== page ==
Essay PreviewMore ↓
The nature of the relationship between father and son in William Faulkner's Barn Burning is displayed in the first paragraph of the story. In general a father-son relationship would be built on genuine respect, love, loyalty, and admiration. These building blocks were absent in Abner and Sarty Snopes relationship. Sarty's loyalty to his father appeared to come from a long time fear of the consequences of not obeying his father's commands. The "nigger" that could place the blame on Abner was not to be found. Was Faulkner inferring by this statement that the individual had been killed? If Abner had so little moral value to destroy a man's property, surely to protect himself from persecution he could destroy a man's life.
Sarty knew he "smelled cheese, and more." He smelled the "fierce pull of blood." His father's blood, the blood of the family name, Snopes. Sarty knew he was also the son of the "barn burner." A name he heard hissing as they passed by boys in town. Sarty fought to defend his father and when hurt, he seemed to need the blood to remain for a while as a reminder of why he stayed with the man. Sarty viewed his father at times as "bloodless" and cut from "tin." Sarty could usually convince himself why his father was this way. The fact that he had to be a horse trader for four years hiding from the blue and the gray armies to exist by stealing or "capturing" as he called it, horses.
Was Sarty to become a man like his father? It seems to be the fear that Sarty may have worried about many times. Young boys usually acquire the desire at sometime in their life to simulate their fathers'actions, perspectives on life and mannerisms. Fathers are examples to how they would like their sons to be. Abner probably thought it was the only way to be.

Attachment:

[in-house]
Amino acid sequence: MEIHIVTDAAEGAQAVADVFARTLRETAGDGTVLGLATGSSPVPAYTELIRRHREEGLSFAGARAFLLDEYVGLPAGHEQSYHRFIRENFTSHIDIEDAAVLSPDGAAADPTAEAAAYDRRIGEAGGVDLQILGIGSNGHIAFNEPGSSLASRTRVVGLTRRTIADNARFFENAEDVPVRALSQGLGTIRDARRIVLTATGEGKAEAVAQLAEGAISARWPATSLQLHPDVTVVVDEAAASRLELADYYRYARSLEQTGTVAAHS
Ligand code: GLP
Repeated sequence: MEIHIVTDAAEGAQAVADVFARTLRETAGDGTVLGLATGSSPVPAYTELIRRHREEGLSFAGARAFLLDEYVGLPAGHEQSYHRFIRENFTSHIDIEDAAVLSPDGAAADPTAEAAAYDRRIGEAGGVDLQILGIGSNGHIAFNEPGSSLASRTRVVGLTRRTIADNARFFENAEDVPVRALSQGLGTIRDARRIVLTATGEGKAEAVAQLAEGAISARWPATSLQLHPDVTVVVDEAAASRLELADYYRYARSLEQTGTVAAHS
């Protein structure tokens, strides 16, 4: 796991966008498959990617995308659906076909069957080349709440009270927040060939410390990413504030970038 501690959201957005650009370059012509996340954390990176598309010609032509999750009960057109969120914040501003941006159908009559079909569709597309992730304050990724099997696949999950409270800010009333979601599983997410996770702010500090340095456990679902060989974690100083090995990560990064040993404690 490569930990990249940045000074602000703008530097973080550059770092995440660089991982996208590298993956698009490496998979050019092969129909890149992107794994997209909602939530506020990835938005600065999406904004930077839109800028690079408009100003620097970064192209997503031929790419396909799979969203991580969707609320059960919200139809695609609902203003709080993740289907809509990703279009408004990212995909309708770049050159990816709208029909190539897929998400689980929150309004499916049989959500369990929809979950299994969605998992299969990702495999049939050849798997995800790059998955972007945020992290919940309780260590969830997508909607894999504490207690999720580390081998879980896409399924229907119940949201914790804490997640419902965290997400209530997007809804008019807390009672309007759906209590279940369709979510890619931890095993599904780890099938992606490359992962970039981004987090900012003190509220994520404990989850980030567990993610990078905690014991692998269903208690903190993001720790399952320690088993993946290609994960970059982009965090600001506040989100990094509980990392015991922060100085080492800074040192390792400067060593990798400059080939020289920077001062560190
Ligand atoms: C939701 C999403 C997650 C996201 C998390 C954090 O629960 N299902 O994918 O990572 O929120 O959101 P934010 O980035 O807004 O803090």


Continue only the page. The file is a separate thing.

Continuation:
Abner's past was not Sarty's, his future was not to be Sarty's either. For their views on life and the people in it were quite different. Abner Snopes looked at the mansion of Major de Spain as a symbol of inequality. A fact that he had too much and Abner had so little . Sarty looked at the vast mansion as a picturesque scene of "the grove of oaks and cedars and flowering trees and shrubs" almost as if it was a rerun of something he had was coming to him.
How to Cite this Page
"Abner and Sarty Snopes in Barn Burning." 123HelpMe.com. 23 Aug 2019
Need Writing Help?
Get feedback on grammar, clarity, concision and logic instantly.Check your paper »
- “Barn Burning” first appeared in print in Harper’s Magazine in 1939 (Pinion). It is a short story by William Faulkner which depicts a young boy in crisis as he comes to realize the truth about his father’s pyromania. Faulkner takes the reader inside the boy’s life as he struggles to remain loyal to his unstable father. In the end the boy’s courage and sense of justice wins and he not only walks away from his father’s iron clad control over his life, but he is able to warn his father’s next victim.... [tags: Pyromaniac, Innate Goodness]
1793 words (5.1 pages)
- Accomplice to Accomplishment In “Barn Burning” by William Faulkner, follows the protagonist, Colonel Sartoris Snopes, also known as Sarty, a small, wiry 10 year old boy who has inherited innocence and morals from his mom, while attempted to be taught loyalty above all from his father. As well as his father, Abner, a serial arsonist who is cold, violent, and values loyalty. Also Sarty’s mom, Lennie, who is emotional, caring, and seems beaten down from the constant moving due to her husband’s illegal activities.... [tags: William Faulkner, Sartoris, Barn Burning]
855 words (2.4 pages)
- Life with an abusive out of control parent often leads the offspring to grow up quicker than their years. In William Faulkner’s Barn Burning, one is taken on the journey of Colonel Sartoris Snopes (Sarty) growing up and maturing quicker than need be. Young Sarty is faced with the difficult decision of being loyal to his bloodline or to be loyal to himself. Ultimately Sarty had the strength and courage to break free from the verbal chains of fear that his father placed upon him and do the right thing, by telling on his father.... [tags: William Faulkner, Barn Burning, White House]
1204 words (3.4 pages)